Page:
Both Alison and I are coaches and competitors; it's our love for the sport and for pinning on a number that makes us want to turn that experience to helping others achieve their own goals in sport. Getting ourselves into challenging race situations is invaluable as a litmus test of our own methods and beliefs; many times we come away having found a new way to do things that will help our clients succeed. So with that in mind, here's my (Sam's) race recap from last weekend (Alison's is forthcoming):
Alison, Fiona, Nikki and I traveled to Big Sky, Montana last week for The Rut trail races, four events over the course of a weekend in a beautiful mountain setting. Alison was signed up for the Vertical Kilometer and the 50km, and I threw my hat in the ring for the VK and the 11km, after I was unable to get in to the 25km owing to my late planning.
These races are EPIC. As the last in the International Skyrunning Series, they hosted a slate of big names from across the pond including Emelie Forsberg, Anna Frost and others. Not to mention the domestic stars on tap; it was a solid field. For me it was the first time I'd been back in a high-energy, national-caliber event since retiring from skiing a few years back, and I was super-jazzed. Over the last several months I'd made a conscious choice to try and become a better runner, after realizing that my competitive thirst could not be slaked by skiing anymore. I jumped into a number of NW Trail Runs over the summer and was psyched to win three of them, helping boost my confidence that I had some gains to be made in running.
Just as we prescribe to the athletes we coach, I knew the biggest challenge for me would be specific strength: teaching my muscles which for so long had moved well on skis to now learn to run fast and for a long time. I'm not there yet but after several months of concerted base training with some targeted interval sessions and races, I'm pretty enthused by the progress.
So on to The Rut. I had been excited about the Vertical Kilometer for most of this year, as running uphill suits me nicely as a skier. 1,000 meters of climbing over barely 3 miles, starting at 7550' and rising to over 11,000' - definitely a burner.
Right out of the start of the VK I tried to hang on the lead group of men and women, both elites and high-caliber runners who had experience in the format. After 5-10 minutes I found myself keeping pace (not easily) with Emelie Forsberg, and figured she was a pretty good draft owing to the fact that she was winning the international series, is super strong, and seems like a pretty nice gal t'boot. She ended up providing a great pace for me to follow and we overtook several racers before she decided to run(!) a section that just wasn't happening for me, so I dropped back and looked to my next move.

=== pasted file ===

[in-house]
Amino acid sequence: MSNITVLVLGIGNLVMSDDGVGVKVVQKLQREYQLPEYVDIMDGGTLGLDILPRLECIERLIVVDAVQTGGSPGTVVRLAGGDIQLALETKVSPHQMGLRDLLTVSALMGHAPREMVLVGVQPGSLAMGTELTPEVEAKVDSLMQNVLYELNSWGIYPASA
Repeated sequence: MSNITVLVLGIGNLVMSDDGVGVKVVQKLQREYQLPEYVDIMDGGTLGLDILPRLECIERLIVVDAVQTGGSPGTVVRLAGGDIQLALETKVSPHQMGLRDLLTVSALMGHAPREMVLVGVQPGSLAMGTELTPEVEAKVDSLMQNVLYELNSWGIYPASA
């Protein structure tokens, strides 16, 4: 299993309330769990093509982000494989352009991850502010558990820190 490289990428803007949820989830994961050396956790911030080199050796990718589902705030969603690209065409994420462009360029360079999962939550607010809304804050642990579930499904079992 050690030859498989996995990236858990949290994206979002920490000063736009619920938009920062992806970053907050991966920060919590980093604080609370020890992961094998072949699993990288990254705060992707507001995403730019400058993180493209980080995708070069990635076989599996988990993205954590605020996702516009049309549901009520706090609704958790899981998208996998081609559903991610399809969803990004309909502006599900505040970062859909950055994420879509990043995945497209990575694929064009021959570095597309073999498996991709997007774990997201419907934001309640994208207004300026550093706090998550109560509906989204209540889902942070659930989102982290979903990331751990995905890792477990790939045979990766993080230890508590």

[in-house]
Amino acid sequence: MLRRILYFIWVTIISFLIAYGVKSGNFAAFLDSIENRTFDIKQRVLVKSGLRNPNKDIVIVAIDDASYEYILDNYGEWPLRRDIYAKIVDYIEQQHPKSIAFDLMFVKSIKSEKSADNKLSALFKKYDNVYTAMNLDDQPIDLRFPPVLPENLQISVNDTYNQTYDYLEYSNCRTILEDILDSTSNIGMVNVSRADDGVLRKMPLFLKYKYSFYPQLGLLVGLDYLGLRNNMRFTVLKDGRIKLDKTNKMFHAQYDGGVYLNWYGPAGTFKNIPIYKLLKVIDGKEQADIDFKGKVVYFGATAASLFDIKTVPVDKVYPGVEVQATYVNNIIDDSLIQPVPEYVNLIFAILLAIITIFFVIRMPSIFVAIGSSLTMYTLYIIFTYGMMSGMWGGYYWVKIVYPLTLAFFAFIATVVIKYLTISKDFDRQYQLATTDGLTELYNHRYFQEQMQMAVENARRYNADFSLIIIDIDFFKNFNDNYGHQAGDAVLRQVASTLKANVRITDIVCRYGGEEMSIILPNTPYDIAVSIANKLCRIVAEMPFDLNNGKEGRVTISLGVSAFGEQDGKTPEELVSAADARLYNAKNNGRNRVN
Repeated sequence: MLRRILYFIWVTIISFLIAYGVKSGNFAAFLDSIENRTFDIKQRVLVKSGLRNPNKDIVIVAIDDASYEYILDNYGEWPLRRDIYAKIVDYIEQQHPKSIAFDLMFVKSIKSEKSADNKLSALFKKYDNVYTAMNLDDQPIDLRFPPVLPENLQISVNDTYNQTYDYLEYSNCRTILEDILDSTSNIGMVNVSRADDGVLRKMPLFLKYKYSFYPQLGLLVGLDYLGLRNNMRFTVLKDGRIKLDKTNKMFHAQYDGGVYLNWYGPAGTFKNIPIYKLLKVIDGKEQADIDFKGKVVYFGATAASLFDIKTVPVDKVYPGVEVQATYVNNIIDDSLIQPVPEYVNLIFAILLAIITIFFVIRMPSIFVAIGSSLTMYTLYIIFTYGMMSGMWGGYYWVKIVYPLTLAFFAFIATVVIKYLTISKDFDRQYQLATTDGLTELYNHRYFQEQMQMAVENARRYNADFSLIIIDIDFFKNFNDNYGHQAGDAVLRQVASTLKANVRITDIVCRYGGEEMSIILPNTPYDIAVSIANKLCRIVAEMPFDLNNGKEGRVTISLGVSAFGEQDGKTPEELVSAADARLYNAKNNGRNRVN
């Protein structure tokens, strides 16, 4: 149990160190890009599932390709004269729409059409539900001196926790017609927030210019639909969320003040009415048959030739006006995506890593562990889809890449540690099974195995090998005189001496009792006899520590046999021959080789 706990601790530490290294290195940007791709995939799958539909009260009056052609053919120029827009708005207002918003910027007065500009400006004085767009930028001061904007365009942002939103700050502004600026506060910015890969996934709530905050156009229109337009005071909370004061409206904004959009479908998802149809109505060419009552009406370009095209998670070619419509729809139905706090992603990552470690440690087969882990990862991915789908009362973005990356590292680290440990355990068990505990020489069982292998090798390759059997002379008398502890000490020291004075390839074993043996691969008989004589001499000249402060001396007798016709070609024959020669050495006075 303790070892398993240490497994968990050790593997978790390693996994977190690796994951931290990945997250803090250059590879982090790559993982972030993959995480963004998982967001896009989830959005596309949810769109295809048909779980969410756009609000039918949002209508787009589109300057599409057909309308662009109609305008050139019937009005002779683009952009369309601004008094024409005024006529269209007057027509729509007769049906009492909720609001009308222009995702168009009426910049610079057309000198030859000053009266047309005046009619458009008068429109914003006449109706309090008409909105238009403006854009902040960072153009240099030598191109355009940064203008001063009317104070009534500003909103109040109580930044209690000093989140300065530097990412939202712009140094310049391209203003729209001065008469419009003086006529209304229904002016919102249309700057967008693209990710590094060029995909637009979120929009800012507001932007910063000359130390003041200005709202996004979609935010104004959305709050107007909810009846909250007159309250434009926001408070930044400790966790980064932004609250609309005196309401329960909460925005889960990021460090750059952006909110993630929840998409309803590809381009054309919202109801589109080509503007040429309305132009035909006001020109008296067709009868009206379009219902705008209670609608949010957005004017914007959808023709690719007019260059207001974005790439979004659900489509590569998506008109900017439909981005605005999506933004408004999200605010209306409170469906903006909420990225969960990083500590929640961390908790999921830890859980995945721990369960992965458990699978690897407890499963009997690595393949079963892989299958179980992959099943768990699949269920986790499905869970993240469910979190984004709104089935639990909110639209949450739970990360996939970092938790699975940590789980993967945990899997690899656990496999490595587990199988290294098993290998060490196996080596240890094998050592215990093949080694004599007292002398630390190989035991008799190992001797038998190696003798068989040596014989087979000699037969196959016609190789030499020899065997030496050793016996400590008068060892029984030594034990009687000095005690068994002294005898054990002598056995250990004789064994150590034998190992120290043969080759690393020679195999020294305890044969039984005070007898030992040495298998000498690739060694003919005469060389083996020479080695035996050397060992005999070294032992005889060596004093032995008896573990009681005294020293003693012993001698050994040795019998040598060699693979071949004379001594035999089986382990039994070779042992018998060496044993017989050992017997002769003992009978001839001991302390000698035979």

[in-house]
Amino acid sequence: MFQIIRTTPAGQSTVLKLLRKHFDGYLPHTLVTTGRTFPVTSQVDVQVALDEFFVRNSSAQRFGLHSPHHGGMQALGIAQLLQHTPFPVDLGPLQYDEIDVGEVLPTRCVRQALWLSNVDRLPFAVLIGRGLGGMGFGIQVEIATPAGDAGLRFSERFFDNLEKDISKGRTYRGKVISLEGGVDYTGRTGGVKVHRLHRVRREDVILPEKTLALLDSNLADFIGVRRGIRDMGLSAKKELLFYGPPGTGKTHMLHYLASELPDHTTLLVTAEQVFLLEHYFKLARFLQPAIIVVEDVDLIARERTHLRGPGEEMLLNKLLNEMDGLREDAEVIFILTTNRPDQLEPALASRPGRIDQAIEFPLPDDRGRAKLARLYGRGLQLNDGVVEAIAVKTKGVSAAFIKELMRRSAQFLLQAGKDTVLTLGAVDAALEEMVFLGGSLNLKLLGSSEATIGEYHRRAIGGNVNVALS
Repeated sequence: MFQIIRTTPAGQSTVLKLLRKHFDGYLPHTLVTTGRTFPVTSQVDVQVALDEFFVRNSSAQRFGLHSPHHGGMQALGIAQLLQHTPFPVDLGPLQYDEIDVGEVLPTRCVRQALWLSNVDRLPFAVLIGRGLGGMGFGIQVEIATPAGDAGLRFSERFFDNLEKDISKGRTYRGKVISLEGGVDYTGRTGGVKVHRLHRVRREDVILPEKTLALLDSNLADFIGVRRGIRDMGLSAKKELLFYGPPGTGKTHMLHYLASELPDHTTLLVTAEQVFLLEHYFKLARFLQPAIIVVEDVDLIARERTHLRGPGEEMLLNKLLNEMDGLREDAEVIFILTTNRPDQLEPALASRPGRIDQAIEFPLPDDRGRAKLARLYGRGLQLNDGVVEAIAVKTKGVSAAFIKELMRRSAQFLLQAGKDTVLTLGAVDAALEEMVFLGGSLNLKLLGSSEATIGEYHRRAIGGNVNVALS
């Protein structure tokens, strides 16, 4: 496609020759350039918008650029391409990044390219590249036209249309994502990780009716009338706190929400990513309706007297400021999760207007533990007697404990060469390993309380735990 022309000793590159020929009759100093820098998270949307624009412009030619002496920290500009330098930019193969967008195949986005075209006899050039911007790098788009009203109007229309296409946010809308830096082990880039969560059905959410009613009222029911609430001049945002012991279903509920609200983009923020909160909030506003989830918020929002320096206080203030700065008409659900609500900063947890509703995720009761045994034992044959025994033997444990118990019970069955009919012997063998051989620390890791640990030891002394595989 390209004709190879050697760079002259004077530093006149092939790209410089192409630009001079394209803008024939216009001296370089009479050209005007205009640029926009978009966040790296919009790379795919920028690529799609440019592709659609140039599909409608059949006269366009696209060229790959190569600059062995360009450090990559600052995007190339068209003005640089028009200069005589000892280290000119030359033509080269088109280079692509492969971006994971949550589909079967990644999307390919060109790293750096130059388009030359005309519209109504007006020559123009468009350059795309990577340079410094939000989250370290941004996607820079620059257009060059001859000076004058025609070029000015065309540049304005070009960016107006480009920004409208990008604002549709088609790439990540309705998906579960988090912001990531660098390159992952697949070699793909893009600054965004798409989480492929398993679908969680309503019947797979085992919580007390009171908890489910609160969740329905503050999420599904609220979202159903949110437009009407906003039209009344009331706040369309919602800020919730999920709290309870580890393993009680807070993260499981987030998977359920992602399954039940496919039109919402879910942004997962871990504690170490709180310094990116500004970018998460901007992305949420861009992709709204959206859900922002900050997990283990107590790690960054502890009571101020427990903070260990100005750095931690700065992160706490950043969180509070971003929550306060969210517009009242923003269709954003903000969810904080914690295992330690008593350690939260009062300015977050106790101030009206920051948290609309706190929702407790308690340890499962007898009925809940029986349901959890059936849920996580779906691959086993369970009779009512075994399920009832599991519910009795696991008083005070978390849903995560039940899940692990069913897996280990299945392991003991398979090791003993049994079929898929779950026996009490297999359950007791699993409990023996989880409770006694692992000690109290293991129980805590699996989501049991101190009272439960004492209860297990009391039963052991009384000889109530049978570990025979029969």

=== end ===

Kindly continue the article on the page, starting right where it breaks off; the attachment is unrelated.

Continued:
After the first couple miles the course simply attains a scree-covered ridge and goes up, steeply. There's not much else you can do but keep the feet moving as fast as possible and try to breathe. In hindsight I recognize that I probably could've gone a bit harder in the earlier stages of the course, knowing that at this point there wasn't a lot of maneuvering available, but live and learn. I crossed the line in 28th, 22nd amongst men, just under one hour which met my goal.
Two days later I toed the line again, this time for the 11km event. This was hardly the signature event of the weekend, that being the 50km; the 11km started two hours after the 50km and while challenging, didn't attain the high altitudes of either the 50km or 25km. Those are events for my future, for sure. The 11km wasn't a cakewalk, though - 2000' of gain over the distance, and still at altitude; out of the start I saw many of the lead guys (and gals) were competent xc runners and set a blistering pace. I figured early on that I should just limpet on to the leaders and see how long I could hang; whether I blew up or maintained I'd learn a ton and the benefit of being an outsider/unknown was that I had nothing to lose. The course served me well with big climbs and technical terrain, and I finished 5th overall, 4th in men. It was another validation of my transition to mountain runner and I'm more motivated than ever to keep on track with the running-specific training and see if I can move that fitness more into the ultra realm with next week's Crystal Mountain SkyMarathon.
What these races and the last year have shown me is that moving between endurance sports, and the cross-polinating benefits of the training across the board is entirely doable and even exciting. Developing your "dumb fitness" (a term my own coach has used to describe that essential base fitness which transfers easily between sports but carries little specific value, i.e. technique) will give you the means to be the well-rounded athlete that we all yearn to be - adaptable to condition and terrain and capable enough to confidently step into new territory.